4. Think independently, especially of your own biases.

The following is a work in progress.

Being independent can mean many things, but independence of thought may be most important. Creators of media, not just consumers, need to venture beyond their personal comfort zones.

Professional journalists claim independence. They are typically forbidden to have direct or indirect financial conflicts of interest. But conflicts of interest are not always so easy to define. Many prominent Washington journalists, for example, are so blatantly beholden to their sources, and to access to those sources, that they are not independent in any real way, and their journalism reflects it.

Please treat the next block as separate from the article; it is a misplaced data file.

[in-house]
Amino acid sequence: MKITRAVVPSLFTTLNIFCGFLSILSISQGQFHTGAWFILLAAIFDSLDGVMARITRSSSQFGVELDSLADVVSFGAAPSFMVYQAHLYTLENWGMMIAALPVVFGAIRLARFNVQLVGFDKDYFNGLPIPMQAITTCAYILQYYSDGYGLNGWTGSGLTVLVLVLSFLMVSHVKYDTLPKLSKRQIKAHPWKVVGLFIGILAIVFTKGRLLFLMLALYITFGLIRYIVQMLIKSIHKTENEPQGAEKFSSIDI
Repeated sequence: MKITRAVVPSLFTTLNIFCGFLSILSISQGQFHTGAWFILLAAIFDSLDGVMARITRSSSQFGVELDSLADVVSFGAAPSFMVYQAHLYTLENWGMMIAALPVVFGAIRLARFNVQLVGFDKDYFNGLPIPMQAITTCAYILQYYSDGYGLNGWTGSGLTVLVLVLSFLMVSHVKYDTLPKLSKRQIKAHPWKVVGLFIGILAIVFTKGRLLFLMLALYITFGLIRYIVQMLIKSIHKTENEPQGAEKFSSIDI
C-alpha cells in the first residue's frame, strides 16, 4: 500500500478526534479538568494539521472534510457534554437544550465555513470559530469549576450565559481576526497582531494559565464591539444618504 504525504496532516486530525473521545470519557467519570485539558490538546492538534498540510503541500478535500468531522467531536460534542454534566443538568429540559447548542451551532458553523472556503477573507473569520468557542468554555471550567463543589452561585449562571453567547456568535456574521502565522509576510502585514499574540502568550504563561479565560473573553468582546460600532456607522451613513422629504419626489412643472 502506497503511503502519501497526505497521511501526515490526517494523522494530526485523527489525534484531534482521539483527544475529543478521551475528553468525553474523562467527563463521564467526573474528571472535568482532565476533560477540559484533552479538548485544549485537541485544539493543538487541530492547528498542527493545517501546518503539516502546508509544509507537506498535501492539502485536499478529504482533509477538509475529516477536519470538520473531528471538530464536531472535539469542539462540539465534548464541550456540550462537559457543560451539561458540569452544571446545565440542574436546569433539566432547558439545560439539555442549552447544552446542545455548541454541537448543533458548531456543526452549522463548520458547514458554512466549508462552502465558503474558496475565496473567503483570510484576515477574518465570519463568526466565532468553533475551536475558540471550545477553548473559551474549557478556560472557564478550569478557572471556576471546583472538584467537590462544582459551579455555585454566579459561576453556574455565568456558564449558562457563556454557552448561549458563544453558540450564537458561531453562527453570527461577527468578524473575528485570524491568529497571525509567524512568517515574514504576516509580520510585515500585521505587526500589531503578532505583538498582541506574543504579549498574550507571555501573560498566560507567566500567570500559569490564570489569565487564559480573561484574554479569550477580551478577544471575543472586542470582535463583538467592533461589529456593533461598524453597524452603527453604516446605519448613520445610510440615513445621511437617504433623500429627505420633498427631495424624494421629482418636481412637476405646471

Independent thinking has many facets. Listening, of course, is the best way to start. But you can and should relentlessly question your own conclusions based on that listening. It’s not enough to incorporate the views of opponents into what you write; if what they tell you is persuasive you have to consider shifting your conclusion, too.

Next: #5 Practice and demand transparency.

Leave a Reply

XHTML: You can use these tags: <a href="" title=""> <abbr title=""> <acronym title=""> <b> <blockquote cite=""> <cite> <code> <del datetime=""> <em> <i> <q cite=""> <strike> <strong>

Spam Protection by WP-SpamFree


Creative Commons License
Mediactive by Dan Gillmor is licensed under a Creative Commons Attribution-NonCommercial-ShareAlike 3.0 United States License.
Permissions beyond the scope of this license may be available at http://mediactive.com/cc